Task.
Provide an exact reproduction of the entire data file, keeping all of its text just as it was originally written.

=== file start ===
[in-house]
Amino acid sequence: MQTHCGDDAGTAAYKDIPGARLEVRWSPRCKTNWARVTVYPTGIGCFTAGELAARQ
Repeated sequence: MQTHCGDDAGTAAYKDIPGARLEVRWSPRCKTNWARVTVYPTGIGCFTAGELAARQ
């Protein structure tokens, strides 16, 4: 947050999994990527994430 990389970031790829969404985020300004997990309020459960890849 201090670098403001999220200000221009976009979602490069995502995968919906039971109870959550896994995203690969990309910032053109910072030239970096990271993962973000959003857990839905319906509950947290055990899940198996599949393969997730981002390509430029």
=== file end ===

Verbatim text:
[in-house]
Amino acid sequence: MQTHCGDDAGTAAYKDIPGARLEVRWSPRCKTNWARVTVYPTGIGCFTAGELAARQ
Repeated sequence: MQTHCGDDAGTAAYKDIPGARLEVRWSPRCKTNWARVTVYPTGIGCFTAGELAARQ
């Protein structure tokens, strides 16, 4: 947050999994990527994430 990389970031790829969404985020300004997990309020459960890849 201090670098403001999220200000221009976009979602490069995502995968919906039971109870959550896994995203690969990309910032053109910072030239970096990271993962973000959003857990839905319906509950947290055990899940198996599949393969997730981002390509430029």